In their book, Essentials of Negotiation, Roy J. Lewicki, David M. Saunders and Bruce Barry (7th ed., McGraw-Hill, New York, 2021) set out the traditional negotiation styles. They include:

  1. Contending (also called competing or dominating) in which a party will pursue his/her own “…outcomes strongly and show little concern for whether the other party obtains his or her desired outcome.” (Id. at 21.)
  2. Yielding (also called accommodating or obliging) in which the negotiator “… show[s] little interest or concern whether they attain their own outcomes, but they are quite interested in whether the other party attains his or her outcomes.” Simply put, they “let the other win.” (Id. at 22.)
  3. Inaction (also called avoiding). Here the negotiator “…show[s] little interest in whether they attain their own outcomes, as well as little concern about whether the other party obtains his or her outcomes. (Id.)
  4. Problem Solving (also called collaborating or integrating). Under this strategy, the negotiator “…show[s] high concern for attaining their own outcomes and high concern for whether the other party attains his or her outcomes.” (Id.)
  5. Compromising. Here, one uses “…a moderate effort to pursue one’s own outcomes and a moderate effort to help the other party achieve his or her outcomes.” (Id.)

A recent article appearing in The Conversation and reposted on the CNN website on April 10, 2023, has re-labelled these classic terms. Entitled “Whether you’re a “shark”, “teddy bear” or “fox”, here’s how to ease conflict with family and friends “, Sam Carr (the author) discusses the work of social psychologist David W. Johnson who has studied conflict management “styles” in humans and how we typically respond to conflict. (Id.)  Johnson argues that our attempts at resolving conflict are simply an attempt to balance our own goals or concerns with those of the other people with whom we are in conflict. (Sound familiar?) (Id.)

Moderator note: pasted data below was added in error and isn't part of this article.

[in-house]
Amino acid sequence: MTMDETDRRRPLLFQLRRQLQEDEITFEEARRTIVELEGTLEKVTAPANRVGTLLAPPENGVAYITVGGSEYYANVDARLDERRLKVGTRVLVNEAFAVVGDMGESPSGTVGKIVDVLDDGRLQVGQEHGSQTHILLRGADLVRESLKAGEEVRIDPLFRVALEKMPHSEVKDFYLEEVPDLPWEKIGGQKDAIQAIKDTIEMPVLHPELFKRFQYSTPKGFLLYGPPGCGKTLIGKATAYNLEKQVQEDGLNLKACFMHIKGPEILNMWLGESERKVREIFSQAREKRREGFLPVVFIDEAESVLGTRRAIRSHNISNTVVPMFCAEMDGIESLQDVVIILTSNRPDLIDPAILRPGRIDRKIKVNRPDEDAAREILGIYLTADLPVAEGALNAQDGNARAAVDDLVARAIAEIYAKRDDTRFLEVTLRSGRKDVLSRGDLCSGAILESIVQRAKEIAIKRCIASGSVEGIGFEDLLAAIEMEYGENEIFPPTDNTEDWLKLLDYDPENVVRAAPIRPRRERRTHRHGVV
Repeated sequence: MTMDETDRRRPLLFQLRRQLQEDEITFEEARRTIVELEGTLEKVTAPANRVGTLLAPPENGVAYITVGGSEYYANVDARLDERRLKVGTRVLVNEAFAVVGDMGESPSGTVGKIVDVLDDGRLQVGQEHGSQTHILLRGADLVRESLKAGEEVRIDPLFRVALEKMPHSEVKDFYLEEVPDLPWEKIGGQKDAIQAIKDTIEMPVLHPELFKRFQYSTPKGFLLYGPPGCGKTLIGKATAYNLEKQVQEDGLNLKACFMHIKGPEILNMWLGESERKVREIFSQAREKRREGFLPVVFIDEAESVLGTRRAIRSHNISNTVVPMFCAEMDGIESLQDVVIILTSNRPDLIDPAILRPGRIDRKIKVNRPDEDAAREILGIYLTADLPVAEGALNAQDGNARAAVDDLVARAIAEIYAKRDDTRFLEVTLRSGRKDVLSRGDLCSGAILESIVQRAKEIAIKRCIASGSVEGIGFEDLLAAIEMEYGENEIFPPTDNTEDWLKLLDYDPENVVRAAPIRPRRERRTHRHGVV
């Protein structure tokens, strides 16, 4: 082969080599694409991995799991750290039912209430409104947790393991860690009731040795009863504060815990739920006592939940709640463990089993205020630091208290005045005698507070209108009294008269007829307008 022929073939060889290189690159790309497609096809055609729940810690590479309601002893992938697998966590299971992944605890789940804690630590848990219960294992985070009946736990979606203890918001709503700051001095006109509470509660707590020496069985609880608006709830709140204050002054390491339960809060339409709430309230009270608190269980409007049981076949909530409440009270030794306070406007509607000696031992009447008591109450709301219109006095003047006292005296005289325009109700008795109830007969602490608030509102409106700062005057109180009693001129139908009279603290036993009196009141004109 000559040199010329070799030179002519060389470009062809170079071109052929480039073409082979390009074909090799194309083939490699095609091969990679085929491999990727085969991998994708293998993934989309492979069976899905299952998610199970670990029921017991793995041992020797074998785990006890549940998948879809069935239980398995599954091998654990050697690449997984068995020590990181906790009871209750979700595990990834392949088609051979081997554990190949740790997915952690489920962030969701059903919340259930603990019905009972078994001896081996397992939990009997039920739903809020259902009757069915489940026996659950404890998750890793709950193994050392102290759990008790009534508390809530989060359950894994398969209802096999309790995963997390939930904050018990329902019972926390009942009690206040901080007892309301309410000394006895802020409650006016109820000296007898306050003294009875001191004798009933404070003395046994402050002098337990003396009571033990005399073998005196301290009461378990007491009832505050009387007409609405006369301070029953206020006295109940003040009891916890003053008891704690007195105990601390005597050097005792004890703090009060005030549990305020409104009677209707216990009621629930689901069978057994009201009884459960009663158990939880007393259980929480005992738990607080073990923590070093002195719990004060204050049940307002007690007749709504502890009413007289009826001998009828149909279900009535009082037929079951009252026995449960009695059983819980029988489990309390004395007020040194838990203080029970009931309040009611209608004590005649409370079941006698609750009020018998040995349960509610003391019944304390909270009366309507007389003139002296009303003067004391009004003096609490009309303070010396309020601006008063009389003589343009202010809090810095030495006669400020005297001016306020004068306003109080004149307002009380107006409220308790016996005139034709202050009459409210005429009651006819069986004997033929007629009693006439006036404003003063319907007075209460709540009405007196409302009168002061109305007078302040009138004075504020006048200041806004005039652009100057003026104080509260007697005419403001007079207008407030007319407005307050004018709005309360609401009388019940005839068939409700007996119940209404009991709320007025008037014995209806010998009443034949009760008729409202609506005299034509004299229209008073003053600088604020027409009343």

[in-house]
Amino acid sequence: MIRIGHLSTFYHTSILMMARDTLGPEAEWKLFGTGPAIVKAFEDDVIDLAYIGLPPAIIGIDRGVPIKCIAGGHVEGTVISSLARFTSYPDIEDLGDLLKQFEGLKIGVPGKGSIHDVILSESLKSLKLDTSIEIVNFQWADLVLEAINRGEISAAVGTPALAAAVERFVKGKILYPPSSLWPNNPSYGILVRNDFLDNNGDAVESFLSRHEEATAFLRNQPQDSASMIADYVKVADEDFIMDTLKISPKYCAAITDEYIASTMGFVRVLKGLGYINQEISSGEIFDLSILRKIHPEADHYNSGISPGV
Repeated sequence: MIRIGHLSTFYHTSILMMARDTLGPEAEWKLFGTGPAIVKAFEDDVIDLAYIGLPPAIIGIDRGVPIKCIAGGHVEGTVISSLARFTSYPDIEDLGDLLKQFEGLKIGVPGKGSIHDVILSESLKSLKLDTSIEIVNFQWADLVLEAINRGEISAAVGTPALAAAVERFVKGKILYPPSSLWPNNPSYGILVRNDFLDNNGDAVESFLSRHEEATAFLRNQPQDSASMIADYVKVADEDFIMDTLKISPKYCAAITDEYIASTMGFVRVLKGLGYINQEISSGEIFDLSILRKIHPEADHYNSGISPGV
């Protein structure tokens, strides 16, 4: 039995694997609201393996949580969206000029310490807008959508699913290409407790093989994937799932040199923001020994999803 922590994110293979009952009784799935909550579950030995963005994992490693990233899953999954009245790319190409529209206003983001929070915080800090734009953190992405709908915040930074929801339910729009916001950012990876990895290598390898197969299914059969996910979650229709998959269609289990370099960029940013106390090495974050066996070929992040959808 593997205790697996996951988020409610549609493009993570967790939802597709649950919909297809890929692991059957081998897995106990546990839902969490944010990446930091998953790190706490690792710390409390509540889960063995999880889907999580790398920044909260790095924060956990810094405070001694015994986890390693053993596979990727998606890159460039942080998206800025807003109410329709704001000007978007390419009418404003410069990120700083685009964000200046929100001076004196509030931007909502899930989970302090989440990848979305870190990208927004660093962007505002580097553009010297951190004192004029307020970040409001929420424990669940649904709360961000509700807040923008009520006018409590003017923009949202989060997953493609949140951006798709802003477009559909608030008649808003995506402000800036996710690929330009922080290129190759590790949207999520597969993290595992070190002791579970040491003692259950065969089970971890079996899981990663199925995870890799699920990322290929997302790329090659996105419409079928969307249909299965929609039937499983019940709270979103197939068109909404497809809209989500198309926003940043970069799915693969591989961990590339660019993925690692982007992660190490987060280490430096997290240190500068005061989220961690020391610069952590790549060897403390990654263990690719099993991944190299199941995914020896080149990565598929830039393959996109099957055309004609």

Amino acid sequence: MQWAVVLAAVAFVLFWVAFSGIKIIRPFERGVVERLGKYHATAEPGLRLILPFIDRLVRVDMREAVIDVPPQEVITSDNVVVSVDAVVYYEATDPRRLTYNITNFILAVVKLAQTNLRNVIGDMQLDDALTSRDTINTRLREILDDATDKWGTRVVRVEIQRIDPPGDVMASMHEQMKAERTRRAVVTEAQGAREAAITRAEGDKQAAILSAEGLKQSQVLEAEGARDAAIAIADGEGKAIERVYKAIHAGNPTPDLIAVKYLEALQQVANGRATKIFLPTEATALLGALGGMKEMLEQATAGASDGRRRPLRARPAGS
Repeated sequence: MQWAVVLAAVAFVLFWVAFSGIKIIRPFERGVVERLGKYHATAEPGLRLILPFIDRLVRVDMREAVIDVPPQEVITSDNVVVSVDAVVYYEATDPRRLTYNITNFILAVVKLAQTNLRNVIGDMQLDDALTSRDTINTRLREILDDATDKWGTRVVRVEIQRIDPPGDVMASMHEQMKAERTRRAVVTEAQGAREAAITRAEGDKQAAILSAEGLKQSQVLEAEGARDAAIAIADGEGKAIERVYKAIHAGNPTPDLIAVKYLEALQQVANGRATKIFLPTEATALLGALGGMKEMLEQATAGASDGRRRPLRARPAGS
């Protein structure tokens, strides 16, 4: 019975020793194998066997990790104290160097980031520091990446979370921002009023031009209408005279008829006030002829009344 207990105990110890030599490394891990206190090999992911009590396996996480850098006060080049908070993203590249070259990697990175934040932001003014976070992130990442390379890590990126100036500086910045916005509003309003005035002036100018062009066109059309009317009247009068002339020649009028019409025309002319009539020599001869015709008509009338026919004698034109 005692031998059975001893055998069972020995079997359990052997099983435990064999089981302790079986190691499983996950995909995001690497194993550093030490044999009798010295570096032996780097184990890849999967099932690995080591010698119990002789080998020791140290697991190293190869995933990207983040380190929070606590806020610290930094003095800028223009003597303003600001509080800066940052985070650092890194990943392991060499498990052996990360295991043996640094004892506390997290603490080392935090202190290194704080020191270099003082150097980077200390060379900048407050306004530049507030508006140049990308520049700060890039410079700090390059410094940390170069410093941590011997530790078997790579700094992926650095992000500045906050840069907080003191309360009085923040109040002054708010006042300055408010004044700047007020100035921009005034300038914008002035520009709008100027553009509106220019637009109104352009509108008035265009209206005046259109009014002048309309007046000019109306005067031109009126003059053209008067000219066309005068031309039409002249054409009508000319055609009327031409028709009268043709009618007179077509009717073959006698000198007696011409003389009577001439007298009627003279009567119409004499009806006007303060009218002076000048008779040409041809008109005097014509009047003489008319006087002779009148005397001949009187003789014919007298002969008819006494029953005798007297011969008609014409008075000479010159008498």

Johnson lays out the 5 styles or approaches to resolving conflict which are simply an interesting re-naming of the classical labels:

  • “Turtles” withdraw, abandoning both their own goals and the relationship. The result tends to be frozen, unresolved conflict.
  • “Sharks” have an aggressive, forceful take and protect their own goals at all costs. They tend to attack, intimidate and overwhelm during conflict.
  • “Teddy bears” seek to keep the peace and smooth things over. They drop their own goals completely. They sacrifice for the sake of the relationship.
  • “Foxes” adopt a compromising style. They are concerned with sacrifices being made on both sides and see concession as the solution, even when it results in less-than-ideal outcomes for both sides.
  • “Owls” adopt a style that views conflict as a problem to be resolved. They are open to solving it through whichever solutions offer both parties a pathway to achieve their goals and maintain the relationship. This can involve considerable time and effort. But owls are willing to endure the struggle. (Id)

  Comparing Johnson’s labels with the classic labels, one finds that “turtles” are Inaction or avoiding while “sharks” are contending aka dominating and competing. “Teddy bears” are yielding or accommodating or obliging while “Foxes” are compromising and last but not least are the “Owls” which are the problem solvers, collaborators and integrative bargainers.

And as you might suspect and as any negotiation course teaches, using the approach of the Owl is usually the most efficient and long-lasting way to resolve a dispute. Although, as the article notes, using the “Owl” approach takes considerable time and effort and much struggle, it usually provides a practical, sustainable, acceptable and enforceable resolution.  That is, one that everyone accepts, can live with and will abide by.

… Just something to think about.



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